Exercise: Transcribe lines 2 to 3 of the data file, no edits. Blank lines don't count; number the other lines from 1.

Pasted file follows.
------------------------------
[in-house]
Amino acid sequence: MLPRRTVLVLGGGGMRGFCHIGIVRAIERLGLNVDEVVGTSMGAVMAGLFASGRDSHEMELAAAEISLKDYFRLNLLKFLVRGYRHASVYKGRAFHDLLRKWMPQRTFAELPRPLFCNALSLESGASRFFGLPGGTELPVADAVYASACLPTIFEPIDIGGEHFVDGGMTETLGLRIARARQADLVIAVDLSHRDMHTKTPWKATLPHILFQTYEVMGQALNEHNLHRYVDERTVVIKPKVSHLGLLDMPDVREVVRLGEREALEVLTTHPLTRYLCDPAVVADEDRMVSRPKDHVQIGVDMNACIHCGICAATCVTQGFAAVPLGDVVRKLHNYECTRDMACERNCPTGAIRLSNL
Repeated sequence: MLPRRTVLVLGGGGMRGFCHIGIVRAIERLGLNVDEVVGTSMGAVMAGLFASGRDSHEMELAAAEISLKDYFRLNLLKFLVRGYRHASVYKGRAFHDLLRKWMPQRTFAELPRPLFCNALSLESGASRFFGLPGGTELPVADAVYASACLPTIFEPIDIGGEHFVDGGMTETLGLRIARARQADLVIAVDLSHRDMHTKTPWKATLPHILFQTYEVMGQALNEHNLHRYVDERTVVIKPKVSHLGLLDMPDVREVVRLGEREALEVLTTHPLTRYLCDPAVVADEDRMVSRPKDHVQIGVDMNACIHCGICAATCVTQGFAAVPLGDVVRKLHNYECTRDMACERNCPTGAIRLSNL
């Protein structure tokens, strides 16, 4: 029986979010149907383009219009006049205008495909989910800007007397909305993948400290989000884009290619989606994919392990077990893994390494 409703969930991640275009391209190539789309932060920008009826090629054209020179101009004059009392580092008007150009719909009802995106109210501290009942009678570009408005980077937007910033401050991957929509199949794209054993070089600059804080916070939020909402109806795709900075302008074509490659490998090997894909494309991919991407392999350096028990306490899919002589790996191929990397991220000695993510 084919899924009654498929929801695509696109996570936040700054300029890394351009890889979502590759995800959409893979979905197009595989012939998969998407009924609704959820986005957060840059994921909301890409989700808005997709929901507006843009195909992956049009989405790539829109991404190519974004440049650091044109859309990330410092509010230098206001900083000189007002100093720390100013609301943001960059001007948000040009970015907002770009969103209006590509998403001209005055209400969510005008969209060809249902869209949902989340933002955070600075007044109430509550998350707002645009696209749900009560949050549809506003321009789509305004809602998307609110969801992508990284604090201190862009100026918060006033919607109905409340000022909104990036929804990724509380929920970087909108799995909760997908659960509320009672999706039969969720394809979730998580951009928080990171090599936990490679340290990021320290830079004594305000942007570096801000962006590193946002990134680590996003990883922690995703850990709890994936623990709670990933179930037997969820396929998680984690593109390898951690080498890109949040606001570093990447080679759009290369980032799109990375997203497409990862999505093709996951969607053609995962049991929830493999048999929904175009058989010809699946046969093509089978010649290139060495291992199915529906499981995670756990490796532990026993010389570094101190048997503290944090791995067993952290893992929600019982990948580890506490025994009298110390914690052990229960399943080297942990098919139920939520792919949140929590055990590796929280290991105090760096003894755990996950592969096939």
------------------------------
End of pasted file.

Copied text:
Amino acid sequence: MLPRRTVLVLGGGGMRGFCHIGIVRAIERLGLNVDEVVGTSMGAVMAGLFASGRDSHEMELAAAEISLKDYFRLNLLKFLVRGYRHASVYKGRAFHDLLRKWMPQRTFAELPRPLFCNALSLESGASRFFGLPGGTELPVADAVYASACLPTIFEPIDIGGEHFVDGGMTETLGLRIARARQADLVIAVDLSHRDMHTKTPWKATLPHILFQTYEVMGQALNEHNLHRYVDERTVVIKPKVSHLGLLDMPDVREVVRLGEREALEVLTTHPLTRYLCDPAVVADEDRMVSRPKDHVQIGVDMNACIHCGICAATCVTQGFAAVPLGDVVRKLHNYECTRDMACERNCPTGAIRLSNL
Repeated sequence: MLPRRTVLVLGGGGMRGFCHIGIVRAIERLGLNVDEVVGTSMGAVMAGLFASGRDSHEMELAAAEISLKDYFRLNLLKFLVRGYRHASVYKGRAFHDLLRKWMPQRTFAELPRPLFCNALSLESGASRFFGLPGGTELPVADAVYASACLPTIFEPIDIGGEHFVDGGMTETLGLRIARARQADLVIAVDLSHRDMHTKTPWKATLPHILFQTYEVMGQALNEHNLHRYVDERTVVIKPKVSHLGLLDMPDVREVVRLGEREALEVLTTHPLTRYLCDPAVVADEDRMVSRPKDHVQIGVDMNACIHCGICAATCVTQGFAAVPLGDVVRKLHNYECTRDMACERNCPTGAIRLSNL